Now Gas Is Down Again After Oil’s Rebound
But over the past week, Henry Hub’s fortunes have changed. By Wednesday’s settlement, the was down by just over 53 cents, or nearly 25%, from that May 5 peak to settle at $1.616 per mmBtu in the latest session.
Gas prices tanked as oil prices surged instead over the past week as gasoline demand perked on optimism over the reopening of U.S. states from COVID-19 lockdowns. But WTI has also come under headwinds in the last 48 hours on fears that many U.S. states were ignoring safety measures in reopening and possibly courting a
Nevertheless, the oil rally helped mitigate associated gas supply concerns and allowed near-term gas prices to crumble, EBW Analytics Group noted in a report.
While EBW remains bullish on the winter 2020-21 gas strip—which trades between $2.789 for December and $2.951 for February—it said near-term pricing “is likely to stay volatile as the market attempts to adjust to rapidly changing supply and demand expectations.”
Sinking LNG Demand Weighing Too On Gas
In the meantime, something else is weighing on gas prices, as we said earlier: crumbling demand for LNG, or liquefied natural gas.
As of last week, up to 25 LNG cargoes for June shipment were at risk, those in the know said.
“Reduced LNG demand and lost activity and power and industrial sectors have been the main market drivers in the sell-off over the past week, as a wave of gas threatens to flood into storage,” Dan Myers, analyst at Houston-based gas risk consultancy, said in a note to clients that was also shared with Investing.com.
A rapid plunge in LNG feed gas volumes in the past few days, and projections for even softer demand over the coming months, was accelerating the sell-off in gas, naturalgasintel.com added.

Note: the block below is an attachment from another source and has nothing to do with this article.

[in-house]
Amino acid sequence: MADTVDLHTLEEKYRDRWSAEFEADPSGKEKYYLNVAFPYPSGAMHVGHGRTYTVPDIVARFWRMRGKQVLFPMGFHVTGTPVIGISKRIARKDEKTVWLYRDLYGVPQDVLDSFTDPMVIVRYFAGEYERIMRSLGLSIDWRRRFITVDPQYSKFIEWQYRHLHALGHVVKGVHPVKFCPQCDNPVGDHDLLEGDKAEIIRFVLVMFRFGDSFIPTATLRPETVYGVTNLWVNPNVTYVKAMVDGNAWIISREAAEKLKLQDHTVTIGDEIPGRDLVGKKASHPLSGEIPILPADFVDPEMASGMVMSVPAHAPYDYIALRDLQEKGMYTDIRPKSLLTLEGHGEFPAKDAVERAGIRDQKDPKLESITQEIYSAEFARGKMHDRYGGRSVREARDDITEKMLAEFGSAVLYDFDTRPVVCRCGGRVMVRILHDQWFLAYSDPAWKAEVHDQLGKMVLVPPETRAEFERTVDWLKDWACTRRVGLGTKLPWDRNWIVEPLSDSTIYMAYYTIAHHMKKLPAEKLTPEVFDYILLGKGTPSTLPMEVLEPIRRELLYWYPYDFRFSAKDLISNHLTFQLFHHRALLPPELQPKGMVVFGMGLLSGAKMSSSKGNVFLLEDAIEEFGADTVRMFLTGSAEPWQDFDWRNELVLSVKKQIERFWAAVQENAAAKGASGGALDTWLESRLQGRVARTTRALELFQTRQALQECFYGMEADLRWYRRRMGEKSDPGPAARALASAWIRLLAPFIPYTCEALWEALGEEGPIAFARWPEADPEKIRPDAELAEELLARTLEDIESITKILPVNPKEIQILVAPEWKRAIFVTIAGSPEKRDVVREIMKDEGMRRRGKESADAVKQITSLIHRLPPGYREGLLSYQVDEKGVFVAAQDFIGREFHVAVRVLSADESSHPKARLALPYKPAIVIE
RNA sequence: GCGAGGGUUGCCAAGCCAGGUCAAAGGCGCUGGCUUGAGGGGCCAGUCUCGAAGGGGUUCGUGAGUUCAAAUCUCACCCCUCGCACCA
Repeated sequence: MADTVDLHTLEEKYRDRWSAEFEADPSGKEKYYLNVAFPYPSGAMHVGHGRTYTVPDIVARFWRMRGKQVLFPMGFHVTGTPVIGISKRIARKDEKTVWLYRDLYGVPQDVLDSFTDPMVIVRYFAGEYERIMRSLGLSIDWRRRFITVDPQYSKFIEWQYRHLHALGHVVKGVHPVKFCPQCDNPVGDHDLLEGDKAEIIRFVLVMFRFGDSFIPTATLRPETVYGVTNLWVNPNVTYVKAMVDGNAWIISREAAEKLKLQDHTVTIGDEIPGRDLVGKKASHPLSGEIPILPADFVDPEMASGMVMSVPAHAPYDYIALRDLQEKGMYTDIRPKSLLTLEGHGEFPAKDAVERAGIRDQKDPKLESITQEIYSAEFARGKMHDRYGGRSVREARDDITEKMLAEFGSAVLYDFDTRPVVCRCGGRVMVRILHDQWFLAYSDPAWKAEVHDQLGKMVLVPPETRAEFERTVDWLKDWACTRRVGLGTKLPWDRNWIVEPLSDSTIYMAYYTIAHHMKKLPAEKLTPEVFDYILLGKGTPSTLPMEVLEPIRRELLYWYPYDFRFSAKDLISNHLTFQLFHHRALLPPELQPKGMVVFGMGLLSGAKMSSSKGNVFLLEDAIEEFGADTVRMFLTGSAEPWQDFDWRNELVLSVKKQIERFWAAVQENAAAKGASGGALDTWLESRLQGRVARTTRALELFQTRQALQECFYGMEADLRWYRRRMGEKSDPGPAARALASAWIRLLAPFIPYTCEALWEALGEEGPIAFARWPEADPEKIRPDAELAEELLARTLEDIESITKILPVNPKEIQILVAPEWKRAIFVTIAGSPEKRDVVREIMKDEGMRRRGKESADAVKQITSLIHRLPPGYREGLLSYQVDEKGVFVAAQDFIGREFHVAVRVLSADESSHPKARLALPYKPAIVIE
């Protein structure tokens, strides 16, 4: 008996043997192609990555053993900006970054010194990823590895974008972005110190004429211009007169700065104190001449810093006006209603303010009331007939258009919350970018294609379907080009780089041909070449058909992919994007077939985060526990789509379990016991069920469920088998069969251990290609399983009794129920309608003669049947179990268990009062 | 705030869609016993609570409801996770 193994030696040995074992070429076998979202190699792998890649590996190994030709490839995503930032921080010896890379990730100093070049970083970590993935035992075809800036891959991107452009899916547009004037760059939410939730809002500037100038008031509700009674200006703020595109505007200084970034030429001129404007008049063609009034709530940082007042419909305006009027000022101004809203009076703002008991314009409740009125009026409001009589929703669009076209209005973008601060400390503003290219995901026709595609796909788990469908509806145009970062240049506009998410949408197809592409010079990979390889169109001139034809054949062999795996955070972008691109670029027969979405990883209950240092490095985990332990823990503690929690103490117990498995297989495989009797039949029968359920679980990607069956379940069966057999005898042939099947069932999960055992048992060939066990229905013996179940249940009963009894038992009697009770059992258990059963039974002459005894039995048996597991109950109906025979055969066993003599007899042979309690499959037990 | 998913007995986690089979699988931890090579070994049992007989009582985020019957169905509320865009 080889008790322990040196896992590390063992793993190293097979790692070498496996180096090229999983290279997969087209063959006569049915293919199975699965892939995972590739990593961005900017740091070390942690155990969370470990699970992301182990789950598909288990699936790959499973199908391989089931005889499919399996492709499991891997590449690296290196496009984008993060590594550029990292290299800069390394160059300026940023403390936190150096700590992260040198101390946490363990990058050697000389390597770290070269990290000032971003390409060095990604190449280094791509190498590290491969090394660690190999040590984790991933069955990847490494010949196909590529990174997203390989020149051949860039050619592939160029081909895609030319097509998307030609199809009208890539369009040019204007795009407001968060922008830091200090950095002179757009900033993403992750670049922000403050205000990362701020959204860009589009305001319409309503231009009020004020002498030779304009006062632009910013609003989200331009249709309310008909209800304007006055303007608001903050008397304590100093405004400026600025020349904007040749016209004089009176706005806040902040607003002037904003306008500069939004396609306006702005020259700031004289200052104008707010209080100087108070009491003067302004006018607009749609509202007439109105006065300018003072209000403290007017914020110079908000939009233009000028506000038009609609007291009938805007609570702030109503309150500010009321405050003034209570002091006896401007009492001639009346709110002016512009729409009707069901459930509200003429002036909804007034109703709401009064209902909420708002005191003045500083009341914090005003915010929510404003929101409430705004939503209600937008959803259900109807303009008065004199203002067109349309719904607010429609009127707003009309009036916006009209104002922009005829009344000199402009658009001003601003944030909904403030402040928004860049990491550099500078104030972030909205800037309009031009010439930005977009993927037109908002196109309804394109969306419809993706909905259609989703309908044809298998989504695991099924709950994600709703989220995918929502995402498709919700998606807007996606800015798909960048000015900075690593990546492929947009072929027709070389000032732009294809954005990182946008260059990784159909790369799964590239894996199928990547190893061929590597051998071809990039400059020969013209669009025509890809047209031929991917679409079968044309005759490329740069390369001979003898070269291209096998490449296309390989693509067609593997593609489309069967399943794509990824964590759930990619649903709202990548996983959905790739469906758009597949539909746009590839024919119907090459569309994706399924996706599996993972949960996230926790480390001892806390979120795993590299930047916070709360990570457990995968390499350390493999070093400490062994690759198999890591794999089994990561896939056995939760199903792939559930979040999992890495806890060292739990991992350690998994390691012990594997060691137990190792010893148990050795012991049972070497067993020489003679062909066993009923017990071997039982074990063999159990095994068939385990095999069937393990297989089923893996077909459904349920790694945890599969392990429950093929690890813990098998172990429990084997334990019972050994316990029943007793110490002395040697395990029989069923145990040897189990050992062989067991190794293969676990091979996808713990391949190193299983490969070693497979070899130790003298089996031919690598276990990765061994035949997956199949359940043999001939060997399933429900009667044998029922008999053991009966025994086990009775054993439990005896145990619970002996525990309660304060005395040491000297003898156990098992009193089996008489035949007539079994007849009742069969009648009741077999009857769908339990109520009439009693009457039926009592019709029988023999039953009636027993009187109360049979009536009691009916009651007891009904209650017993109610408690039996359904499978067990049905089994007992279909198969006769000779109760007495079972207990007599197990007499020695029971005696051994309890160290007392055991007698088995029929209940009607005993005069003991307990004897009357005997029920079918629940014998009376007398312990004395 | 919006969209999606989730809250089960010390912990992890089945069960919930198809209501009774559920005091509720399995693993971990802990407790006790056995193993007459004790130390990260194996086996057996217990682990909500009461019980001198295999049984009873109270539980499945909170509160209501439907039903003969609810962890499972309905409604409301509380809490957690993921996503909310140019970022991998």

“The loss of LNG is a big deal given how loose we have been already,” Bespoke Weather Services said.
U.S. Gas Production As Whole Seen Peeling Back In 2020
In its latest Short-Term Energy Outlook, the EIA said that it expects LNG exports to average only 4.8 Bcf/d from July to September, roughly half of January peak levels.
For production, the EIA predicts a pull back as well. U.S. dry natural gas production set a record in 2019, averaging 92.2 Bcf/d. But the EIA forecasts dry natural gas production will average 89.8 bcf per day in 2020, with monthly production falling from an estimated 93.1 bcf in April to 85.4 bcf in December.
Natural gas production will decline the most in the Appalachian region and Permian region.
In the Appalachian region, low natural gas prices are discouraging producers from engaging in natural gas-directed drilling, and in the Permian region, low oil prices reduce associated gas output from oil-directed wells. In 2021, forecast dry natural gas production averages 84.9 bcf per day, rising in the second half of 2021 in response to higher prices.
Disclaimer: Barani Krishnan does not own or hold a position in the commodities or securities he writes about.